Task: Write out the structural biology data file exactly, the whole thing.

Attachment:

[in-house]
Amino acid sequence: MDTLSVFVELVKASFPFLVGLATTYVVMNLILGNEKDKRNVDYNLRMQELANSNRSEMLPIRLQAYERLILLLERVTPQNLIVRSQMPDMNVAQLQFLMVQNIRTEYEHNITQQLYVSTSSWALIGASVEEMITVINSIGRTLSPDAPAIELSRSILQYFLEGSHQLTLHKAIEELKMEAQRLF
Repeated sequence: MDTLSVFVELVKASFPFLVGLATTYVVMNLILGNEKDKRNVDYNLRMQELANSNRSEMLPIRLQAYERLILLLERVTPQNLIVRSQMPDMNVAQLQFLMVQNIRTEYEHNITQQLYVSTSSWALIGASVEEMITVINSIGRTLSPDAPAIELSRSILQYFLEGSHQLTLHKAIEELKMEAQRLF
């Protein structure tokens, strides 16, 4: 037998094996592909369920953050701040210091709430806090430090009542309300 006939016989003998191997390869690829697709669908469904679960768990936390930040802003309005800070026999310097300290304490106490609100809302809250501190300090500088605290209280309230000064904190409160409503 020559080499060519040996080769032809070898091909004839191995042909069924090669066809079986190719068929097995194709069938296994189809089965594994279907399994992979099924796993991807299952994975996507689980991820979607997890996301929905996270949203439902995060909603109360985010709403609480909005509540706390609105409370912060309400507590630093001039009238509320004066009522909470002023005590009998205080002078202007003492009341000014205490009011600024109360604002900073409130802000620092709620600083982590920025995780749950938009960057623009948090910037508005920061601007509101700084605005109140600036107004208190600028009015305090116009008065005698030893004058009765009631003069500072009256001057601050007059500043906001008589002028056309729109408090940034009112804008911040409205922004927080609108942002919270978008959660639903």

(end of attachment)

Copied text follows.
[in-house]
Amino acid sequence: MDTLSVFVELVKASFPFLVGLATTYVVMNLILGNEKDKRNVDYNLRMQELANSNRSEMLPIRLQAYERLILLLERVTPQNLIVRSQMPDMNVAQLQFLMVQNIRTEYEHNITQQLYVSTSSWALIGASVEEMITVINSIGRTLSPDAPAIELSRSILQYFLEGSHQLTLHKAIEELKMEAQRLF
Repeated sequence: MDTLSVFVELVKASFPFLVGLATTYVVMNLILGNEKDKRNVDYNLRMQELANSNRSEMLPIRLQAYERLILLLERVTPQNLIVRSQMPDMNVAQLQFLMVQNIRTEYEHNITQQLYVSTSSWALIGASVEEMITVINSIGRTLSPDAPAIELSRSILQYFLEGSHQLTLHKAIEELKMEAQRLF
């Protein structure tokens, strides 16, 4: 037998094996592909369920953050701040210091709430806090430090009542309300 006939016989003998191997390869690829697709669908469904679960768990936390930040802003309005800070026999310097300290304490106490609100809302809250501190300090500088605290209280309230000064904190409160409503 020559080499060519040996080769032809070898091909004839191995042909069924090669066809079986190719068929097995194709069938296994189809089965594994279907399994992979099924796993991807299952994975996507689980991820979607997890996301929905996270949203439902995060909603109360985010709403609480909005509540706390609105409370912060309400507590630093001039009238509320004066009522909470002023005590009998205080002078202007003492009341000014205490009011600024109360604002900073409130802000620092709620600083982590920025995780749950938009960057623009948090910037508005920061601007509101700084605005109140600036107004208190600028009015305090116009008065005698030893004058009765009631003069500072009256001057601050007059500043906001008589002028056309729109408090940034009112804008911040409205922004927080609108942002919270978008959660639903």